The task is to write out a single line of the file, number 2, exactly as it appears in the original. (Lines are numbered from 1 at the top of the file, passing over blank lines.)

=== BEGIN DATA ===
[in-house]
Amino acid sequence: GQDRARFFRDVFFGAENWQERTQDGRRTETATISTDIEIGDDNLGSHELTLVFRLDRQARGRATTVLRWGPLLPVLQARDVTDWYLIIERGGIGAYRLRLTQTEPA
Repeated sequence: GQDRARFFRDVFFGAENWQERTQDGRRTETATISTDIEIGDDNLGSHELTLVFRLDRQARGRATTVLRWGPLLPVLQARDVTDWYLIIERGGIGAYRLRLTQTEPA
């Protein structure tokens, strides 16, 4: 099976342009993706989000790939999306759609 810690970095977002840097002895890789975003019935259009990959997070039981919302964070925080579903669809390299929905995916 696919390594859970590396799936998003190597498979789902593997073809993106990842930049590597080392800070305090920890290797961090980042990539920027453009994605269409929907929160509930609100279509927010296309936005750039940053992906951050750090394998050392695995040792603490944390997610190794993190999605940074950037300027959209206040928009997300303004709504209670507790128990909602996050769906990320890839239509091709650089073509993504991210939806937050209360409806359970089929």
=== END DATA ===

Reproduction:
Amino acid sequence: GQDRARFFRDVFFGAENWQERTQDGRRTETATISTDIEIGDDNLGSHELTLVFRLDRQARGRATTVLRWGPLLPVLQARDVTDWYLIIERGGIGAYRLRLTQTEPA